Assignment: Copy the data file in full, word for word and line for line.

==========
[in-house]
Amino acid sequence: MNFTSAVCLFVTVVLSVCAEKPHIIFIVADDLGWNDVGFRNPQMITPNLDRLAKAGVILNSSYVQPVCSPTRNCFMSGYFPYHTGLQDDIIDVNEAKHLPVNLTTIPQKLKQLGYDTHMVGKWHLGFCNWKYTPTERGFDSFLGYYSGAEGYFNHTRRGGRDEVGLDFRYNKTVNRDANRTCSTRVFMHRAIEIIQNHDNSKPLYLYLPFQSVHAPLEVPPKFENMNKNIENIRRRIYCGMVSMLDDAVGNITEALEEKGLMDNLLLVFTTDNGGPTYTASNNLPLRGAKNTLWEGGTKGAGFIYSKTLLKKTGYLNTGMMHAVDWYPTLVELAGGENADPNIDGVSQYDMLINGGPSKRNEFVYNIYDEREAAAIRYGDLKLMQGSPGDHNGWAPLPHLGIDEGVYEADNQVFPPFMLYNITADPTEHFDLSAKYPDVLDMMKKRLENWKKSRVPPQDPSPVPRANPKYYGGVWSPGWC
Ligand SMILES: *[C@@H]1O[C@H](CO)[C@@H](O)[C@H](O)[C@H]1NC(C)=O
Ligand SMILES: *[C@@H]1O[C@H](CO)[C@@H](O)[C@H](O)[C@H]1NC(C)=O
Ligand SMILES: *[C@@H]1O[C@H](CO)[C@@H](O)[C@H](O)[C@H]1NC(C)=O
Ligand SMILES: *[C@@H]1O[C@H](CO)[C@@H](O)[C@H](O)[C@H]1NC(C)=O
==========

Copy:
[in-house]
Amino acid sequence: MNFTSAVCLFVTVVLSVCAEKPHIIFIVADDLGWNDVGFRNPQMITPNLDRLAKAGVILNSSYVQPVCSPTRNCFMSGYFPYHTGLQDDIIDVNEAKHLPVNLTTIPQKLKQLGYDTHMVGKWHLGFCNWKYTPTERGFDSFLGYYSGAEGYFNHTRRGGRDEVGLDFRYNKTVNRDANRTCSTRVFMHRAIEIIQNHDNSKPLYLYLPFQSVHAPLEVPPKFENMNKNIENIRRRIYCGMVSMLDDAVGNITEALEEKGLMDNLLLVFTTDNGGPTYTASNNLPLRGAKNTLWEGGTKGAGFIYSKTLLKKTGYLNTGMMHAVDWYPTLVELAGGENADPNIDGVSQYDMLINGGPSKRNEFVYNIYDEREAAAIRYGDLKLMQGSPGDHNGWAPLPHLGIDEGVYEADNQVFPPFMLYNITADPTEHFDLSAKYPDVLDMMKKRLENWKKSRVPPQDPSPVPRANPKYYGGVWSPGWC
Ligand SMILES: *[C@@H]1O[C@H](CO)[C@@H](O)[C@H](O)[C@H]1NC(C)=O
Ligand SMILES: *[C@@H]1O[C@H](CO)[C@@H](O)[C@H](O)[C@H]1NC(C)=O
Ligand SMILES: *[C@@H]1O[C@H](CO)[C@@H](O)[C@H](O)[C@H]1NC(C)=O
Ligand SMILES: *[C@@H]1O[C@H](CO)[C@@H](O)[C@H](O)[C@H]1NC(C)=O